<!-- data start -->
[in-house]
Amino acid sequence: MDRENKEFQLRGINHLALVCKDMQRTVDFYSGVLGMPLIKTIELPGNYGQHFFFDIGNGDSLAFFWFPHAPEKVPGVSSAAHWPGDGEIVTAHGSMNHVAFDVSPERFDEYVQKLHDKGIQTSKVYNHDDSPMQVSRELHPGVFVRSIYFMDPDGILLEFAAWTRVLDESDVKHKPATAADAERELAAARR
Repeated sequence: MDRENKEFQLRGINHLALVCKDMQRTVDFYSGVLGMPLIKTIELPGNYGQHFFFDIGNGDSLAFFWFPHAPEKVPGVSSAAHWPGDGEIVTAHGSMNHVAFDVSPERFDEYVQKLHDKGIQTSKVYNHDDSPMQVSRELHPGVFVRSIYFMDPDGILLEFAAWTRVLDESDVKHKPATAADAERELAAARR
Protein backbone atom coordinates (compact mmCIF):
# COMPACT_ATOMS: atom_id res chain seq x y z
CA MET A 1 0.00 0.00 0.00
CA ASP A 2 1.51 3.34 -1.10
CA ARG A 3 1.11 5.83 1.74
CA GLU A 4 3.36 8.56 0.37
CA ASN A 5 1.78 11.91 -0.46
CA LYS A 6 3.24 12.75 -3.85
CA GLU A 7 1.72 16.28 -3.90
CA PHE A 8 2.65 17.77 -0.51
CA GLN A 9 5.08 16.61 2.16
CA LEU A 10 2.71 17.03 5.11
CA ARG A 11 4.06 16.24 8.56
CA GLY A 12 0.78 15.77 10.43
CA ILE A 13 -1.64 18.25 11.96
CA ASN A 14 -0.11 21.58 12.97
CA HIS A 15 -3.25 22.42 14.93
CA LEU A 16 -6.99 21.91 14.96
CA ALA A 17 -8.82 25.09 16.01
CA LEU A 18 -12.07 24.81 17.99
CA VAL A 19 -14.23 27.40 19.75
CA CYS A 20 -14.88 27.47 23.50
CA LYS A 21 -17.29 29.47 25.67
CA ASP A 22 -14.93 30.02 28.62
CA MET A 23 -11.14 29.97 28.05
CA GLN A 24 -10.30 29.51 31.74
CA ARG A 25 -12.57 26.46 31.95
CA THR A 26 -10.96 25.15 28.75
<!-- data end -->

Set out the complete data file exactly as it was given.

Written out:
[in-house]
Amino acid sequence: MDRENKEFQLRGINHLALVCKDMQRTVDFYSGVLGMPLIKTIELPGNYGQHFFFDIGNGDSLAFFWFPHAPEKVPGVSSAAHWPGDGEIVTAHGSMNHVAFDVSPERFDEYVQKLHDKGIQTSKVYNHDDSPMQVSRELHPGVFVRSIYFMDPDGILLEFAAWTRVLDESDVKHKPATAADAERELAAARR
Repeated sequence: MDRENKEFQLRGINHLALVCKDMQRTVDFYSGVLGMPLIKTIELPGNYGQHFFFDIGNGDSLAFFWFPHAPEKVPGVSSAAHWPGDGEIVTAHGSMNHVAFDVSPERFDEYVQKLHDKGIQTSKVYNHDDSPMQVSRELHPGVFVRSIYFMDPDGILLEFAAWTRVLDESDVKHKPATAADAERELAAARR
Protein backbone atom coordinates (compact mmCIF):
# COMPACT_ATOMS: atom_id res chain seq x y z
CA MET A 1 0.00 0.00 0.00
CA ASP A 2 1.51 3.34 -1.10
CA ARG A 3 1.11 5.83 1.74
CA GLU A 4 3.36 8.56 0.37
CA ASN A 5 1.78 11.91 -0.46
CA LYS A 6 3.24 12.75 -3.85
CA GLU A 7 1.72 16.28 -3.90
CA PHE A 8 2.65 17.77 -0.51
CA GLN A 9 5.08 16.61 2.16
CA LEU A 10 2.71 17.03 5.11
CA ARG A 11 4.06 16.24 8.56
CA GLY A 12 0.78 15.77 10.43
CA ILE A 13 -1.64 18.25 11.96
CA ASN A 14 -0.11 21.58 12.97
CA HIS A 15 -3.25 22.42 14.93
CA LEU A 16 -6.99 21.91 14.96
CA ALA A 17 -8.82 25.09 16.01
CA LEU A 18 -12.07 24.81 17.99
CA VAL A 19 -14.23 27.40 19.75
CA CYS A 20 -14.88 27.47 23.50
CA LYS A 21 -17.29 29.47 25.67
CA ASP A 22 -14.93 30.02 28.62
CA MET A 23 -11.14 29.97 28.05
CA GLN A 24 -10.30 29.51 31.74
CA ARG A 25 -12.57 26.46 31.95
CA THR A 26 -10.96 25.15 28.75